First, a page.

Definitive Management of Oligometastatic Melanoma in a Murine Model Using Combined Ablative Radiation Therapy and Viral Immunotherapy

Miran Blanchard, Kevin G. Shim, Michael P. Grams, Karishma Rajani, Rosa M. Diaz, Keith M. Furutani, Jill Thompson, Kenneth R. Olivier, Sean S. Park, Svetomir N. Markovic, Hardev Pandha, Alan Melcher, Kevin Harrington, Shane Zaidi, Richard Vile

Research output: Contribution to journalArticlepeer-review

14 Scopus citations


Purpose The oligometastatic state is an intermediate state between a malignancy that can be completely eradicated with conventional modalities and one in which a palliative approach is undertaken. Clinically, high rates of local tumor control are possible with stereotactic ablative radiation therapy (SABR), using precisely targeted, high-dose, low-fraction radiation therapy. However, in oligometastatic melanoma, virtually all patients develop progression systemically at sites not initially treated with ablative radiation therapy that cannot be managed with conventional chemotherapy and immunotherapy. We have demonstrated in mice that intravenous administration of vesicular stomatitis virus (VSV) expressing defined tumor-associated antigens (TAAs) generates systemic immune responses capable of clearing established tumors. Therefore, in the present preclinical study, we tested whether the combination of systemic VSV-mediated antigen delivery and SABR would be effective against oligometastatic disease. Methods and Materials We generated a model of oligometastatic melanoma in C57BL/6 immunocompetent mice and then used a combination of SABR and systemically administered VSV-TAA viral immunotherapy to treat both local and systemic disease. Results Our data showed that SABR generates excellent control or cure of local, clinically detectable, and accessible tumor through direct cell ablation. Also, the immunotherapeutic activity of systemically administered VSV-TAA generated T-cell responses that cleared subclinical metastatic tumors. We also showed that SABR induced weak T-cell-mediated tumor responses, which, particularly if boosted by VSV-TAA, might contribute to control of local and systemic disease. In addition, VSV-TAA therapy alone had significant effects on control of both local and metastatic tumors. Conclusions We have shown in the present preliminary murine study using a single tumor model that this approach represents an effective, complementary combination therapy model that addresses the need for both systemic and local control in oligometastatic melanoma.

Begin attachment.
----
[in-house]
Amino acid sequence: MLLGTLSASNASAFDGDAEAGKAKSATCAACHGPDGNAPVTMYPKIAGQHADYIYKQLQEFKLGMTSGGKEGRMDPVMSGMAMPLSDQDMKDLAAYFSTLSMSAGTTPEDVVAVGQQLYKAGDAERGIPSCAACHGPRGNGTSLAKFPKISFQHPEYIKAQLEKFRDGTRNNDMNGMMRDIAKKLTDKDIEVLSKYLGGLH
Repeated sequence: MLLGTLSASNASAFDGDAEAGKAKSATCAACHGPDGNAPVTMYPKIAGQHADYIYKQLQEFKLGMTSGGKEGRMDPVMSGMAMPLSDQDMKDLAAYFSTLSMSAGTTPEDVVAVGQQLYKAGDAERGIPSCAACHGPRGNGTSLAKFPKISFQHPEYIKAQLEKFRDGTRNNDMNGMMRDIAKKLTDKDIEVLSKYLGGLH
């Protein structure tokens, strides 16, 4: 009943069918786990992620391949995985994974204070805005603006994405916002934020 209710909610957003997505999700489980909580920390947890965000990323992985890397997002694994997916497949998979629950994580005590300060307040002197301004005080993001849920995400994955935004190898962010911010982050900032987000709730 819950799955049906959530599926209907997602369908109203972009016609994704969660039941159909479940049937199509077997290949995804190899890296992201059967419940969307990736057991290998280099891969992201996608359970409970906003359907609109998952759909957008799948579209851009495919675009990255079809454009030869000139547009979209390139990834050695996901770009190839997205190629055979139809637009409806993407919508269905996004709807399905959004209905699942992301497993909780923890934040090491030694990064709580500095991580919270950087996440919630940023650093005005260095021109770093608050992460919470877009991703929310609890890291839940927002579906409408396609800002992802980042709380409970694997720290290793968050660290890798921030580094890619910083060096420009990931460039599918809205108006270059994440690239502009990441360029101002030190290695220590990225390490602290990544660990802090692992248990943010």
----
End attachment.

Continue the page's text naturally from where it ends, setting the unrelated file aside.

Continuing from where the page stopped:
Original languageEnglish (US)
Pages (from-to)577-587
Number of pages11
JournalInternational Journal of Radiation Oncology Biology Physics
Issue number3
StatePublished - Nov 1 2015

ASJC Scopus subject areas

  • Radiation
  • Oncology
  • Radiology Nuclear Medicine and imaging
  • Cancer Research


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